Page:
Oracle suggests Google may have some skeletons in its closet

Payola is a touchy subject, as DailyTech found out when it was exposed hardware makers paying off sites for good reviews.  Not everyone was happy with the full financial relationships between the media and businesses being out for all to see.

I. Following the Money

Likewise, in the case of Oracle Corp. (ORCL) versus Google Inc. (GOOG), a surprising judicial decision [PDF] will likely please some and leave others crying foul.

The infringement case is now over until the appeal starts -- and Google has essentially won.  But Judge William Alsup of the U.S. District Court for the Northern District of California (San Jose/San Francisco) surprised some by ruling that Google and Oracle must disclose payments to members of the media that occurred during the case.

He writes, "The court is concerned that the parties and/or counsel herein may have retained or paid print or Internet authors, journalists, commentators or bloggers who have and/or may publish comments on the issues in the case."

Oracle HQ
Oracle and Google's court battle is mostly over, but they've been order to disclose financial relationships with the media. [Image Source: Bloomberg News]

He justified the order by writing that the information "would be of use on appeal" and could "make clear whether any treatise, article, commentary or analysis on the issues posed by this case are possibly influenced by financial relationships to the parties or counsel."

Some would argue that the order trends dangerously towards disrupting freedom of the press -- given that it comes from a government source.  But although unprecedented, the order is not entirely out of the blue.

Florian Mueller, an intellectual property analyst represented himself as an independent observer to multiple news publications, only to reveal that he had a "new" financial relationship with Oracle that took affect near the close of the case.  

The revelation was pretty interesting, considering that Mr. Mueller long predicted Google's situation to be very dire, when in fact Google presented a very strong case, allowing it a resounding victory.  Mr. Mueller has repeatedly denied the relationship biased his reporting of the case, claiming that his predictions of doom for Google were simply his honest opinion and a testament to courtroom unpredictability.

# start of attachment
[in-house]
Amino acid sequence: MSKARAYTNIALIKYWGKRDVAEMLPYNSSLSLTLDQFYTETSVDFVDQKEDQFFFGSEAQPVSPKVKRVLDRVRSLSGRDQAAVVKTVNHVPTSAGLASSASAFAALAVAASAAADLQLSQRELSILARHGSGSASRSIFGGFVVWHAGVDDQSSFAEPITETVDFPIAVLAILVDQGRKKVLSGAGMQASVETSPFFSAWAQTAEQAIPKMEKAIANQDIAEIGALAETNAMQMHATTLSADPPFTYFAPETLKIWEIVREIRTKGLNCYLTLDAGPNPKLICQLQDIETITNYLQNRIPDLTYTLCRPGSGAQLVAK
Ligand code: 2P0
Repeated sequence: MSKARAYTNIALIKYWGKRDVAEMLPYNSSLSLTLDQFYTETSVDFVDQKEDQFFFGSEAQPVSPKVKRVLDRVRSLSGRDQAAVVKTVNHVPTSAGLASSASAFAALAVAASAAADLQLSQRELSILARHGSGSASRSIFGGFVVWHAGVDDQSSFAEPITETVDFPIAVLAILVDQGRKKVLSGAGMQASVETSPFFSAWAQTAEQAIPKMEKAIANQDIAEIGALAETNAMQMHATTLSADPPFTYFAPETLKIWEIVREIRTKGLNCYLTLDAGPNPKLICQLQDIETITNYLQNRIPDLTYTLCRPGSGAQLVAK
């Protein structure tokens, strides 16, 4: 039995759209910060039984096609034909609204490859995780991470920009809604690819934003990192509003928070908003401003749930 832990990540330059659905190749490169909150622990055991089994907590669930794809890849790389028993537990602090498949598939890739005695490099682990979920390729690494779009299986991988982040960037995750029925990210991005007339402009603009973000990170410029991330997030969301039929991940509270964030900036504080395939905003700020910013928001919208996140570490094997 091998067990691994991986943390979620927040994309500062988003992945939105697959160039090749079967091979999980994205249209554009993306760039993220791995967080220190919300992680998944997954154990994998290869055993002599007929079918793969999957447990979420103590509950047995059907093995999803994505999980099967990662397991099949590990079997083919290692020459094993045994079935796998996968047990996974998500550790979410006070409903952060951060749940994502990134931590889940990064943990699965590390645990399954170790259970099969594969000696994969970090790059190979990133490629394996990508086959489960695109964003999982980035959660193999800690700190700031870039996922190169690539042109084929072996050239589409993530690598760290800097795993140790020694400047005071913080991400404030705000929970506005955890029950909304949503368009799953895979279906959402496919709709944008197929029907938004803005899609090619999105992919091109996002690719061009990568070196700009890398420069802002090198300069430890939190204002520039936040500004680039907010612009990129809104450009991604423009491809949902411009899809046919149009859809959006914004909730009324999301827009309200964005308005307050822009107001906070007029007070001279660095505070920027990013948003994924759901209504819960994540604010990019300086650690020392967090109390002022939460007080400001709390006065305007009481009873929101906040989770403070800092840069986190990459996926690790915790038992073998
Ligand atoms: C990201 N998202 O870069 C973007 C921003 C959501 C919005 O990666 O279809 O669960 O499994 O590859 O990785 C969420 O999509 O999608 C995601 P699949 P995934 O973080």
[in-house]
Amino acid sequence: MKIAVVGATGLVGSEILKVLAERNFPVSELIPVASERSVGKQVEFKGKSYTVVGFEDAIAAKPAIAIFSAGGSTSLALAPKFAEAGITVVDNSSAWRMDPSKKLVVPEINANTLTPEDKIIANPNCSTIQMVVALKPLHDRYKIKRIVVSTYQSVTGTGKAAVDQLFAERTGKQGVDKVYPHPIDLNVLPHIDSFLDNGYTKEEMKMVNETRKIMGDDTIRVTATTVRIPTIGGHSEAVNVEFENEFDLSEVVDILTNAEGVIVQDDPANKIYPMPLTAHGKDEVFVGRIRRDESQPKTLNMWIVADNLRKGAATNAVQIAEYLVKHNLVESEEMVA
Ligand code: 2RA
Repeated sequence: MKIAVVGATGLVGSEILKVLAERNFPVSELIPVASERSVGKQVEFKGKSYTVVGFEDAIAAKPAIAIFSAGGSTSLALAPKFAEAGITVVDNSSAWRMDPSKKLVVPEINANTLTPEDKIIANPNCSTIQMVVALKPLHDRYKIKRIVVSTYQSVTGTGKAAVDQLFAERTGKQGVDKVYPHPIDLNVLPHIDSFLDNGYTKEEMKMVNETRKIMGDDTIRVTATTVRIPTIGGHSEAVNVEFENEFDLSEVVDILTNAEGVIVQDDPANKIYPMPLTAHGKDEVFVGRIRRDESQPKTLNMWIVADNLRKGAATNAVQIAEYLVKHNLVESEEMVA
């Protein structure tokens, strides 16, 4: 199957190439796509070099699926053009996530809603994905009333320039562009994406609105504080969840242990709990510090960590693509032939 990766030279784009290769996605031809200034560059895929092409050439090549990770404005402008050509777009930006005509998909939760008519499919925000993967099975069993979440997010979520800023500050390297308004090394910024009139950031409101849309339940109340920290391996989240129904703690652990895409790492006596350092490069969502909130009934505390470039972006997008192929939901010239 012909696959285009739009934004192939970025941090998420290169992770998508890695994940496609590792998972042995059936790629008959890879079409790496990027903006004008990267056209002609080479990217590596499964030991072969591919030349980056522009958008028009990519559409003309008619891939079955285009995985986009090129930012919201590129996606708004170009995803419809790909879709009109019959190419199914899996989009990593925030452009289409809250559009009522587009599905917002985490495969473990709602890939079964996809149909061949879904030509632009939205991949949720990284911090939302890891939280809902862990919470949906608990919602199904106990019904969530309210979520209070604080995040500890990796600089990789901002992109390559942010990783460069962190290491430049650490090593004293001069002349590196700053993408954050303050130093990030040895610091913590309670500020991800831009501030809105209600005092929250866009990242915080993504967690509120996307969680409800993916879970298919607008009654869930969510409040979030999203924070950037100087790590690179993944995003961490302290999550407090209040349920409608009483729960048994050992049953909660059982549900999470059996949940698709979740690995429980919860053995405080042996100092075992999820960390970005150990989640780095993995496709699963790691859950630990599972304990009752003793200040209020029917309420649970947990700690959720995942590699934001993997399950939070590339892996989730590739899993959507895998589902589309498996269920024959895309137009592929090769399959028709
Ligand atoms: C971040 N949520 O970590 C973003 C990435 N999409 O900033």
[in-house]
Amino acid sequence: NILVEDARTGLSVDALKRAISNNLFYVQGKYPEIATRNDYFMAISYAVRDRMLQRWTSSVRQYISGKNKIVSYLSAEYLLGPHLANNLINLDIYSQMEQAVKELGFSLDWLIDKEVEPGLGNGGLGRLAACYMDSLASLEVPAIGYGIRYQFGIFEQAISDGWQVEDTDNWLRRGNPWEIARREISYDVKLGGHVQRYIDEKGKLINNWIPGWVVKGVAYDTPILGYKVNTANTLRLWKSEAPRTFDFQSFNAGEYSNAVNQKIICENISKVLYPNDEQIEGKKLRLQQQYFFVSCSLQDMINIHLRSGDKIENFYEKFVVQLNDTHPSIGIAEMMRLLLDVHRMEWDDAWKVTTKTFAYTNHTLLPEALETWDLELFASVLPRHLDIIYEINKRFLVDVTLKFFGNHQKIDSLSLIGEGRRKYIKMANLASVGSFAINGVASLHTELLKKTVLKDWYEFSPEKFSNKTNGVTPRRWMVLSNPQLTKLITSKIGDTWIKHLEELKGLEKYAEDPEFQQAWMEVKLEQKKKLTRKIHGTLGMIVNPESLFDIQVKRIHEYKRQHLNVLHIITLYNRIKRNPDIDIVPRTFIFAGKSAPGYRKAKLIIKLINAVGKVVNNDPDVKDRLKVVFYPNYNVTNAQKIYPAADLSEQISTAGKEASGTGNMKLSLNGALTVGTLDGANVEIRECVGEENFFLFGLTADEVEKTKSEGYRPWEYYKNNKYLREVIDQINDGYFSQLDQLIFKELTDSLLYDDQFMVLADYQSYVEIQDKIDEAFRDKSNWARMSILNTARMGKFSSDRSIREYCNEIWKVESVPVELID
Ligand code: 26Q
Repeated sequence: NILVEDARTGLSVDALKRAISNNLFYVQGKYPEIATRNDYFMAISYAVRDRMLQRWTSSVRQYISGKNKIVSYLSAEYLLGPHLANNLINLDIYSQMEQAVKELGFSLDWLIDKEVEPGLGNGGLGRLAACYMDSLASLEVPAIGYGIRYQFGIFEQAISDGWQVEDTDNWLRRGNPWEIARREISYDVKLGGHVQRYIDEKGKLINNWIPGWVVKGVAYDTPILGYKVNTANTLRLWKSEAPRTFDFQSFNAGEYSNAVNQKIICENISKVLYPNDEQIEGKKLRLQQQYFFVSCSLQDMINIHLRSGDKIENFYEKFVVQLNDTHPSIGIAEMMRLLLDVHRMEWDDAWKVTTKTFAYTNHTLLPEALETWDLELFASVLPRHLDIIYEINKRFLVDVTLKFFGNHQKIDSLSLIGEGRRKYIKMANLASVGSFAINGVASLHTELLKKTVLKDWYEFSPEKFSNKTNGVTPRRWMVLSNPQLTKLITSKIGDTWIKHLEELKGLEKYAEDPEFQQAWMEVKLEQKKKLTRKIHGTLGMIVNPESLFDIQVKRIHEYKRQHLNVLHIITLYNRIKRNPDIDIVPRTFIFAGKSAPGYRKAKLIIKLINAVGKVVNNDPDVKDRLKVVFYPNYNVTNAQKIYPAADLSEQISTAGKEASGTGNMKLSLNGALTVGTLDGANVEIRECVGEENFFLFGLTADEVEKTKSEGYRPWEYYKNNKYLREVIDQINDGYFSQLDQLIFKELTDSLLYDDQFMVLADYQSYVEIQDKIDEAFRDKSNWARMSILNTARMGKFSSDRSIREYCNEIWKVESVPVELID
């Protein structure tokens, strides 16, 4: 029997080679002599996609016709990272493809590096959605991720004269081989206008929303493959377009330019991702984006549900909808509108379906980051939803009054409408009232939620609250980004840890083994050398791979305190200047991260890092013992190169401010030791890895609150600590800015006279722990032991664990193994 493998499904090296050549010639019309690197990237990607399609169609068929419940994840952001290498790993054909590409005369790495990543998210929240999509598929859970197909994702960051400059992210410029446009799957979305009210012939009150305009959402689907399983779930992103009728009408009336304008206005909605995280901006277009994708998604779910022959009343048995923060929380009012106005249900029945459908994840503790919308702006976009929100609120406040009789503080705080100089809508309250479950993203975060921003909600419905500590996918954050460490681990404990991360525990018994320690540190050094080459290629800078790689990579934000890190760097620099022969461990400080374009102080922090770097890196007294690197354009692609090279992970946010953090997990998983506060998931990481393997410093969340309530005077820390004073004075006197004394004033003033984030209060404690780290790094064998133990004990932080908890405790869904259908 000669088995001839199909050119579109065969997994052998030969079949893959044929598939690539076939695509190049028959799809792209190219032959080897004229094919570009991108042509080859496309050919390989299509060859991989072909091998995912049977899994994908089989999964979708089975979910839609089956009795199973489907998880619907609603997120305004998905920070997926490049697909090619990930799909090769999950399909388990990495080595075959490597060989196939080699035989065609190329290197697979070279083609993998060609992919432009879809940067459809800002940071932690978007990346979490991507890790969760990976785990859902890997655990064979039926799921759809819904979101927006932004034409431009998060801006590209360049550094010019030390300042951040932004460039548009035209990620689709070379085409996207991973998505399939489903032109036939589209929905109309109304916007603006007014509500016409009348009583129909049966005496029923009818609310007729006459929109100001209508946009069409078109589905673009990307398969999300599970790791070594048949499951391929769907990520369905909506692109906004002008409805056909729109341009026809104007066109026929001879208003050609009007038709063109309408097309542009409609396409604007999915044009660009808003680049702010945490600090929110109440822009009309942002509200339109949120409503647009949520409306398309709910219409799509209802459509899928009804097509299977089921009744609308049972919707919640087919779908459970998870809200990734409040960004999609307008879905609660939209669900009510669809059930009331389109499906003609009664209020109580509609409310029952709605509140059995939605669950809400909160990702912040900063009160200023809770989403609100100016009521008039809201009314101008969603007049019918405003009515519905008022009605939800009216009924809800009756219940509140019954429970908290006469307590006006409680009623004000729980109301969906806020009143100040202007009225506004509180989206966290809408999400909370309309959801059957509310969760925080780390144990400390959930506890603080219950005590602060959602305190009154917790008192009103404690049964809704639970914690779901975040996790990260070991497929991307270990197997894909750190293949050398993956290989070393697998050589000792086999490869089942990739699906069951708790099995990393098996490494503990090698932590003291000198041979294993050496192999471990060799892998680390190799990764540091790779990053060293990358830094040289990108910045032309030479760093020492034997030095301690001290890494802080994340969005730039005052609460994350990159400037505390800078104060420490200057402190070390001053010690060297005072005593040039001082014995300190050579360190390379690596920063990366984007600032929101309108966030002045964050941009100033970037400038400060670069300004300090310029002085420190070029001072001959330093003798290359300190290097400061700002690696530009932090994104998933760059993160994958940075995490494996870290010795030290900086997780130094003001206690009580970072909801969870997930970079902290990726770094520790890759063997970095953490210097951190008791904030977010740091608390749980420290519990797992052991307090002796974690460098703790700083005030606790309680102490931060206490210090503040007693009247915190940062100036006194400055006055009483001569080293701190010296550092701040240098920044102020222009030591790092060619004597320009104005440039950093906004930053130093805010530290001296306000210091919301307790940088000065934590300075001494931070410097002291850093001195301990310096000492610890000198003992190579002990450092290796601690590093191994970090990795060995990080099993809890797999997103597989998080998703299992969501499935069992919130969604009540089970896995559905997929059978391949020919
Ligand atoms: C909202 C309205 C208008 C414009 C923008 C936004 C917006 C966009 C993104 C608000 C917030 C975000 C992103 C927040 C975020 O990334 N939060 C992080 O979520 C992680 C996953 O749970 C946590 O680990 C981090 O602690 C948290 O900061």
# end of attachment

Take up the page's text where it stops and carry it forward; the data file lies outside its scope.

Florian Mueller
Florian Mueller (right) popped up on Oracle's payroll near the end of the case.
[Image Source: Malaysian International Gourmet Festival]

II. Is Google Hiding Something?

Oracle, for its part seems okay with the ruling.  It writes, "Oracle has always disclosed all of its financial relationships in this matter, and it is time for Google to do the same. We read this order to also include indirect payments to entities who, in turn, made comments on behalf of Google."

It's hard to tell if Oracle is bluffing, or if it actually believes Google may have paid bloggers off.  Needless to say, things could get interesting if Google has made such payments.

Reaction to the decision was mixed.  The Electronic Frontier Foundation -- a leading advocate of digital freedoms had no compunctions with the order.  Its intellectual property attorney Julie Samuels told Reuters, "The court has really wide discretion in granting a remedy to fix any kind of wrongdoing."

Bribe under table
Court-ordered exposure of payola may be Constitutional, if the speech in question is involved in a court case. [Image Source: i-Sight]

However, Constitutional law professor Barry McDonald of Pepperdine University told Reuters that the ruling could "improperly chill speech" although "I doubt a court would be very receptive to that claim if the speech at issue was essentially being bought by a party in some sort of misleading way."

In other words, if payola is used to bias the public's perception of a court case, it is likely not unconstitutional to force it to be disclosed.  In other cases, it may be immoral but fall in a gray zone, potentially protected by free speech rights.

Sources: Judge Alsup via SBNation, Reuters, The Verge

"Nowadays you can buy a CPU cheaper than the CPU fan." -- Unnamed AMD executive

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